By Jacqueline L. Salmon
Conservative Catholic activists today criticized the Obama administration for including gay activist Harry Knox on the faith advisory council of the Office of Faith-based and Neighborhood Partnerships because of his remarks about Catholicism.
In a telephone press conference this morning, leaders of a coalition that wants to oust Knox from the faith panel took him to task for what they saw as insults to their religion. William Donohue, president of the Catholic League, said Knox of the Human Rights Campaign is demonizing “the pope and Catholics who believe in traditional marriage.”
We’ll detail Knox’s comments in a minute. But the hubbub is part of a larger picture: Leaders of the very conservative side of the church are taking on the Obama administration. They are upset by a number of moves, including Obama’s appointment of HHS Secretary Kathleen Sebelius, a Catholic who supports abortion rights, and his decision to allow increased funding of embryonic stem cell research (plus plenty of others that critics believe go against the teachings of the Catholic church). Obama’s speech on Sunday at the University of Notre Dame’s commencement has stirred up activism. Now attention is being focused on Knox’s remarks.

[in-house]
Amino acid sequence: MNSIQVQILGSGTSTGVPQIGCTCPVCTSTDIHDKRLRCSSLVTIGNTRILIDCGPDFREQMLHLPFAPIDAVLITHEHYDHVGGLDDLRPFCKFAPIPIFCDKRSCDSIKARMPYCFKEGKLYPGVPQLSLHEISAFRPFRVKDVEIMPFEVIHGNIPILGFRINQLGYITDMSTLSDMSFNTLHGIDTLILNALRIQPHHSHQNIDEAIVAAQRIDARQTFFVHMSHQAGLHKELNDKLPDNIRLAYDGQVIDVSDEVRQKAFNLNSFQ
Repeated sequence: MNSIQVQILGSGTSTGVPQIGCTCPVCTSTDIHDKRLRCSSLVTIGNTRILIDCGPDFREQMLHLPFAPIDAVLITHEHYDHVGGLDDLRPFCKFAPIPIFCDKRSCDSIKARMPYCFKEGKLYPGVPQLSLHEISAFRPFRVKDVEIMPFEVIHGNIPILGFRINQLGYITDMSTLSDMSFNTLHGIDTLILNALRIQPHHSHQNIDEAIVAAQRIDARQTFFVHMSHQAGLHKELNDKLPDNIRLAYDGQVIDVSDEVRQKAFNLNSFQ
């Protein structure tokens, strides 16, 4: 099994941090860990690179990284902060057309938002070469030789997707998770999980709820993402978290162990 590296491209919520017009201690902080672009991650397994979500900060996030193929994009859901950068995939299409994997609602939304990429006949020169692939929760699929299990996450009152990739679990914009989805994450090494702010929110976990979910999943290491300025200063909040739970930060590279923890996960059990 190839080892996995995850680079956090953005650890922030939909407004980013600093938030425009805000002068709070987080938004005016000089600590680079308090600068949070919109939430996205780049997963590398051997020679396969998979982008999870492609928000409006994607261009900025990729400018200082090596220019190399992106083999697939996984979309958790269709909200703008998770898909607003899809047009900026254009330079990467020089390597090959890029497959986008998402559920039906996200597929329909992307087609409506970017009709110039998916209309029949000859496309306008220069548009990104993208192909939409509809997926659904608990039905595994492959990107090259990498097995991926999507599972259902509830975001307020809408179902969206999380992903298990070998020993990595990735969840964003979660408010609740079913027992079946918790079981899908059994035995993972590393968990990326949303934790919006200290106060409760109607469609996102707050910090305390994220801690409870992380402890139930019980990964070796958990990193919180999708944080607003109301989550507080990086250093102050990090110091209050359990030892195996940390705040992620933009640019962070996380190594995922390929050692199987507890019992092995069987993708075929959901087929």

Among Knox’s comments were a March 17 statement criticizing the pope for his condemnation of condoms and their role in the fight against AIDS in Africa. “The pope’s statement that condoms don’t help control the spread of HIV, but rather condoms increase infection rates, is hurting people in the name of Jesus,” said Knox, of the Human Rights Campaign’s religion & faith program. “On a continent where millions of people are infected with HIV, it is morally reprehensible to spread such blatant falsehoods.” As well, critics are taking issue with what they see as anti-pope images on HRC’s Web site, endthelies.org
Knox is on vacation, but HRC spokesman Brad Luna called Knox “one of the most loving, generous souls” and that critics are “engaging in divisive political games.”
This fight isn’t over.